Israel hopes the homegrown Iron Dome system will provide increased security to its citizens, but officials warned that it can't do the job alone. The system went into operation shortly after an Israeli aircraft struck a group of militants in Gaza, killing two. Israeli said they were about to fire a rocket.
The Iron Dome system has raised hopes that Israel has finally found a solution to the years of rocket fire from Gaza. The primitive rockets have evaded Israel's high-tech weaponry, in part because their short flight path, just a few seconds, makes them hard to track.
The government approved Iron Dome in 2007. Its developers have compared the effort to a high-tech start-up, working around the clock in small teams to perfect its weapons, radar and software systems. The developer, local defense contractor Rafael, declared the system ready for use last year.
Iron Dome uses sophisticated cameras and radar to track incoming rockets, determine where they will land, and intercept and destroy them far from their targets. If the system determines the rocket is headed to an open area where casualties are unlikely, it can allow the weapon to explode on the ground.
Brig. Gen. Doron Gavish, commander of Israel's air defense corps, said Iron Dome has passed a series of tests and has now reached its "evaluation phase" in the field. It is expected to be fully operational in a matter of months.
He added that it was only supposed to be deployed later in the year, but it was put into operation earlier because of the recent rocket attacks from Gaza.
"Obviously, after what we saw in the last few weeks, we accelerated the phases," he said, standing before the brown, box-like battery on the outskirts of Beersheba, southern Israel's largest city with a population of nearly 200,000.
After two years of relative calm, tensions along the Israel-Gaza border have heated up in recent weeks with Gaza militants firing deeper and more frequently into Israel, and the military striking back hard. Beersheba, more than 25 miles (40 kilometers) from Gaza, has been struck several times.
Although Israel and Gaza's ruling Hamas militant group have both said they have no interest in escalating the situation, the renewed hostilities have fed concerns of another large-scale Israeli military operation.
In December 2008, Israel invaded Gaza in response to years of rocket and mortar barrages on its southern communities, killing 1,400 Palestinians, including more than 900 civilians, and causing widespread destruction. Thirteen Israelis also died.
Israel believes that Hamas, which suffered heavy losses in the fighting, has recovered from the fighting and restocked its arsenal with more powerful weapons.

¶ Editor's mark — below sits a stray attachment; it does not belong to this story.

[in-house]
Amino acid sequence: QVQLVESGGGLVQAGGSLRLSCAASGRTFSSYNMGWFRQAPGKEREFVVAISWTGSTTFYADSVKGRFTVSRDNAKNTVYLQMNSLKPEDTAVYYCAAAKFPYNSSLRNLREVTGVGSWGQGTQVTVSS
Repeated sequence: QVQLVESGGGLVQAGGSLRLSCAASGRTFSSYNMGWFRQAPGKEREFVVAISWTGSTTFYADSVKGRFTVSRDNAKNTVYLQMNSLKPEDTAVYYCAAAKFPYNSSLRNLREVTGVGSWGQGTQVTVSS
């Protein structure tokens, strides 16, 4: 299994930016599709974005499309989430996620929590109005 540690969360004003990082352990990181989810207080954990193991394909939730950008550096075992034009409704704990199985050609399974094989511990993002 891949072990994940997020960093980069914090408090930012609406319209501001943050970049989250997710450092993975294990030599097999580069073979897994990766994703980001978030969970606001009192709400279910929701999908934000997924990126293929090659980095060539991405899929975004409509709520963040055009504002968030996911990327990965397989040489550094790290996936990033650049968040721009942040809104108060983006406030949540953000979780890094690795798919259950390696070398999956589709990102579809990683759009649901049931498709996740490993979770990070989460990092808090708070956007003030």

Gaza militants, including Islamic Jihad and Hamas, said over the weekend that they would halt their fire if Israel did.
But early Sunday, Israeli aircraft struck a Palestinian rocket squad in the Gaza Strip, killing two militants from Islamic Jihad, a smaller rival of Hamas. It was not clear whether Islamic Jihad was reneging on its commitment to the cease-fire, or whether the airstrike hit a rogue group of militants.
Hamas government spokesman Taher Nunu urged all militant factions to halt their fire as agreed.
Israeli Prime Minister Benjamin Netanyahu said Israel had "no interest" in escalating things. "But we won't hesitate to employ the might of the military against those who would attack our citizens," Netanyahu told his Cabinet.
Netanyahu also gave a sober assessment of Iron Dome, saying he "didn't want to create the illusion" that the system would offer Israel 100 percent protection from rocket attacks.
"The Iron Dome system is still in an experimental stage, and at any rate, we cannot deploy batteries that can protect every house, every school, every (military) base and every facility," he said.
A second anti-missile battery will be deployed in another large southern city, Ashdod, the military said, without specifying a date.
Officials refused to say how many batteries would be deployed altogether, what their range was, or how much the system would cost. Analysts have estimated the cost of shooting down a rocket could be tens of thousands of dollars, compared to just a few hundred dollars to produce the rocket.
"The real test is not the price of knocking down the rocket, but how much damage the rocket would cause, and the price in human life, if it hits," said Gavish, the air force officer.
Uzi Rubin, an Israeli missile defense expert, said the system is bound to suffer initial malfunctions as operators learn how to use it.
"Unfortunately, Israel is writing the book," Rubin said. "That includes doing some things right and sometimes making some mistakes."